In the post quota era, intervention as we know it has shown its limitations - thought it did play a crucial part in 2016/17 in rebalancing markets.
For the future, farmers will not only need strong direct payments, but also market and risk management tools that are more responsive to market trends and avoid the damaging build-up of stocks.
Some of those tools will be delivered under CAP, while more specific income risk management may be provided through fixed-price contracts, financial packages with variable repayments, tax measures, and other forms of hedging yet to be devised.
All those must be voluntary and provide farmers with a suite of options to better manage the cash-flow impact of extremely variable incomes.
On global dairy markets, Irish dairy competes with New Zealand and the US, and what happens in Europe is only part of what determines our prices.
Not only would a reduction scheme unfairly restrict Irish farmers' long pent-up potential and natural advantage, but it would also play into the hand of far less carbon efficient global competitors, to the detriment of the environment and consumers.
From an Irish industry perspective, we cannot continue to see future developments as purely supply-driven, with expansion expected to be its own reward for farmers. Maybe it is time to have less investment in stainless steel, and more in added value product development, marketing and in farmers.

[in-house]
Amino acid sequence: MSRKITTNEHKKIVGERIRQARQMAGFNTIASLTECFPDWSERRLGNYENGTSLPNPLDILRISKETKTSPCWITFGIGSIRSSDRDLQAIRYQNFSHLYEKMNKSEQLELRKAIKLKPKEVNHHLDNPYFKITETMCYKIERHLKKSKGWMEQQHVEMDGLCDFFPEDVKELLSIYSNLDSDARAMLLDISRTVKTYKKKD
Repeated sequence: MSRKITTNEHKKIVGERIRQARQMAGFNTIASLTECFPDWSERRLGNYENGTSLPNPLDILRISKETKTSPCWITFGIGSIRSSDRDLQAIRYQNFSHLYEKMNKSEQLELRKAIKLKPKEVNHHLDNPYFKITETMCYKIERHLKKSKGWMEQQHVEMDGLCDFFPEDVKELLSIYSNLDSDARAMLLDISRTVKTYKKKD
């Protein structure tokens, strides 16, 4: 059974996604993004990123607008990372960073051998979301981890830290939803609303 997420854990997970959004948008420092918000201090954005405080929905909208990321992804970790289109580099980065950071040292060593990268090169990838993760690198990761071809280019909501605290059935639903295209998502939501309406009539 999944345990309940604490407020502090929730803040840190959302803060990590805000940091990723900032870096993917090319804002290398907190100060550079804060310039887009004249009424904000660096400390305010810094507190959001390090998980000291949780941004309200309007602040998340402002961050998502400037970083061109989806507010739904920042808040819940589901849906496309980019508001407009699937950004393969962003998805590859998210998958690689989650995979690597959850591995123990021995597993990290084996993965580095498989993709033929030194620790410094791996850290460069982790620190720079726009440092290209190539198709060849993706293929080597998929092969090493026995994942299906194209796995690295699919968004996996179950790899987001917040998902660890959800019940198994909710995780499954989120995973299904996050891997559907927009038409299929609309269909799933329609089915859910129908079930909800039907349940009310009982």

Farmers need strong market signals from co-ops and Ornua, which go beyond conditioning them for lower milk prices. Industry must go after the markets that can deliver viable and profitable returns, and fully leverage our unique advantages of grass fed, sustainable, high animal welfare production.
This must be clearly communicated to farmers in terms of what volume of milk may be required to supply those markets, optimising returns for Irish farmers, and delivering profitable milk prices.
The hectic 2018 calving season has shown the urgent need for extra on-farm labour - and in this respect it is good to see that hard lobbying by IFA in the last year has yielded results in the introduction of a pilot labour permit scheme for workers from outside the EEA.
Together with the People in Dairy Stakeholder Group recommendations for enhanced career paths in dairy farming, which IFA also contributed to, these permits must be fully utilised to ensure that dairy farms are adequately staffed, especially during calving.
Beyond labour, though, the advice to dairy farmers by Teagasc, co-ops and others must be recalibrated, especially in terms of feeding, finance and human well-being.
It is clear that climate change is influencing the length and severity of our winters. Farmers must be advised to provide higher silage reserves to cater for this.
This may require some greater flexibility in the general Teagasc feeding advice, too, without losing our grass-fed advantage.
Farmers must be helped to become better financial and cash-flow managers. They will need to build up cash reserves in good years to be used when times are harder.
As we prepare our pre-Budget 2019 submission, IFA is continuing to work hard to persuade our Government to find tax-efficient ways of encouraging this.
Last but by no means least, resilience is also about the human welfare element. Even if dairy farming offers good income prospects, its demands on labour, finance and a wide array of skills can be personally very challenging.
Farmers must be mindful of their own physical and mental well-being, as well as safety on their farms, and other stakeholders must support them in this.
Tom Phelan is IFA national dairy chairman
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